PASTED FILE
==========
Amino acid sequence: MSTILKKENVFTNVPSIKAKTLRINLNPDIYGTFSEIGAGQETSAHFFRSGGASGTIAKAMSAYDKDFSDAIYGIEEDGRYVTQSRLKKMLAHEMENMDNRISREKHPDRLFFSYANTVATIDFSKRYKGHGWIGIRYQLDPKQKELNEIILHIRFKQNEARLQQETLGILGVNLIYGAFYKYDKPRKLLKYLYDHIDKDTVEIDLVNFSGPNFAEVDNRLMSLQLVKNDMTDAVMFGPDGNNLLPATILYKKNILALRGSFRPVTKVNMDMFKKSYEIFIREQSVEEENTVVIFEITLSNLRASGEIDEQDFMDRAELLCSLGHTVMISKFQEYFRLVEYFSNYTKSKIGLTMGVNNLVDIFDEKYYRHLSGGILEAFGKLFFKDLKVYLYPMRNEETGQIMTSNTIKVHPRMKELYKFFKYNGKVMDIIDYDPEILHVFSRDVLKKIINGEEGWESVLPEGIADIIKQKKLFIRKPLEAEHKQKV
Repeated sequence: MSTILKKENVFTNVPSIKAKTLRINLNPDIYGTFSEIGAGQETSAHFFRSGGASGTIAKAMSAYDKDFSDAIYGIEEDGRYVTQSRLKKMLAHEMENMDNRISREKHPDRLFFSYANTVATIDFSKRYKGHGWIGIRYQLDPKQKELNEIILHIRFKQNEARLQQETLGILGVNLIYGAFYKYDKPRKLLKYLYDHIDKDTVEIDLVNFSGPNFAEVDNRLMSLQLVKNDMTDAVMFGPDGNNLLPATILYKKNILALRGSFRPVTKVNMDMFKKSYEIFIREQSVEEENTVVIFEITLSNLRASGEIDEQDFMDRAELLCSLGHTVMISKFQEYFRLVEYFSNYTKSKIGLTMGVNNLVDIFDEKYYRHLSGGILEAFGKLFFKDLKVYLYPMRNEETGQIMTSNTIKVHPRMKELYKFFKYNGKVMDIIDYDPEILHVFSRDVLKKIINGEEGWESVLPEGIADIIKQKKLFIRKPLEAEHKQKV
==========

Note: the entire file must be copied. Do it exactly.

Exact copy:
Amino acid sequence: MSTILKKENVFTNVPSIKAKTLRINLNPDIYGTFSEIGAGQETSAHFFRSGGASGTIAKAMSAYDKDFSDAIYGIEEDGRYVTQSRLKKMLAHEMENMDNRISREKHPDRLFFSYANTVATIDFSKRYKGHGWIGIRYQLDPKQKELNEIILHIRFKQNEARLQQETLGILGVNLIYGAFYKYDKPRKLLKYLYDHIDKDTVEIDLVNFSGPNFAEVDNRLMSLQLVKNDMTDAVMFGPDGNNLLPATILYKKNILALRGSFRPVTKVNMDMFKKSYEIFIREQSVEEENTVVIFEITLSNLRASGEIDEQDFMDRAELLCSLGHTVMISKFQEYFRLVEYFSNYTKSKIGLTMGVNNLVDIFDEKYYRHLSGGILEAFGKLFFKDLKVYLYPMRNEETGQIMTSNTIKVHPRMKELYKFFKYNGKVMDIIDYDPEILHVFSRDVLKKIINGEEGWESVLPEGIADIIKQKKLFIRKPLEAEHKQKV
Repeated sequence: MSTILKKENVFTNVPSIKAKTLRINLNPDIYGTFSEIGAGQETSAHFFRSGGASGTIAKAMSAYDKDFSDAIYGIEEDGRYVTQSRLKKMLAHEMENMDNRISREKHPDRLFFSYANTVATIDFSKRYKGHGWIGIRYQLDPKQKELNEIILHIRFKQNEARLQQETLGILGVNLIYGAFYKYDKPRKLLKYLYDHIDKDTVEIDLVNFSGPNFAEVDNRLMSLQLVKNDMTDAVMFGPDGNNLLPATILYKKNILALRGSFRPVTKVNMDMFKKSYEIFIREQSVEEENTVVIFEITLSNLRASGEIDEQDFMDRAELLCSLGHTVMISKFQEYFRLVEYFSNYTKSKIGLTMGVNNLVDIFDEKYYRHLSGGILEAFGKLFFKDLKVYLYPMRNEETGQIMTSNTIKVHPRMKELYKFFKYNGKVMDIIDYDPEILHVFSRDVLKKIINGEEGWESVLPEGIADIIKQKKLFIRKPLEAEHKQKV